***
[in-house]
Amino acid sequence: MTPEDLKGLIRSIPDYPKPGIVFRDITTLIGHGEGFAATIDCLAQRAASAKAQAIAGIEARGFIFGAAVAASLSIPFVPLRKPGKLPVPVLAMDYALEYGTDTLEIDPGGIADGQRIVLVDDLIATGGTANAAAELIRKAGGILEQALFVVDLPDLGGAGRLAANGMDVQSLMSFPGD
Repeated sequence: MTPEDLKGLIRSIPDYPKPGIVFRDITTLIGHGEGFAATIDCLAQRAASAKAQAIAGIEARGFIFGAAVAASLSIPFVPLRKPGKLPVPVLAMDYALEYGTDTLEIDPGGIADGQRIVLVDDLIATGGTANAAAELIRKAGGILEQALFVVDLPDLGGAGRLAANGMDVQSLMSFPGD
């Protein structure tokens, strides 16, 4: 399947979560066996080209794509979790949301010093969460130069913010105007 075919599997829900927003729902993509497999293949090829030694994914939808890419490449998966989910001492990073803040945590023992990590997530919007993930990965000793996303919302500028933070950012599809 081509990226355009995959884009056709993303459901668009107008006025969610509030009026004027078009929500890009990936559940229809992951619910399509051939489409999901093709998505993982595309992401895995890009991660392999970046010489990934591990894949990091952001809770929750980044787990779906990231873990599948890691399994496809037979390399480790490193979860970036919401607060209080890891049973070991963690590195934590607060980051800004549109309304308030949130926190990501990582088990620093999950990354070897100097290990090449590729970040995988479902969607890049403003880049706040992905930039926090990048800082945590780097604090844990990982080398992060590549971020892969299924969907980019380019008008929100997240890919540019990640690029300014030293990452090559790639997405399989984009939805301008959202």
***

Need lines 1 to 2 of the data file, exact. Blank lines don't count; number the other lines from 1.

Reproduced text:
[in-house]
Amino acid sequence: MTPEDLKGLIRSIPDYPKPGIVFRDITTLIGHGEGFAATIDCLAQRAASAKAQAIAGIEARGFIFGAAVAASLSIPFVPLRKPGKLPVPVLAMDYALEYGTDTLEIDPGGIADGQRIVLVDDLIATGGTANAAAELIRKAGGILEQALFVVDLPDLGGAGRLAANGMDVQSLMSFPGD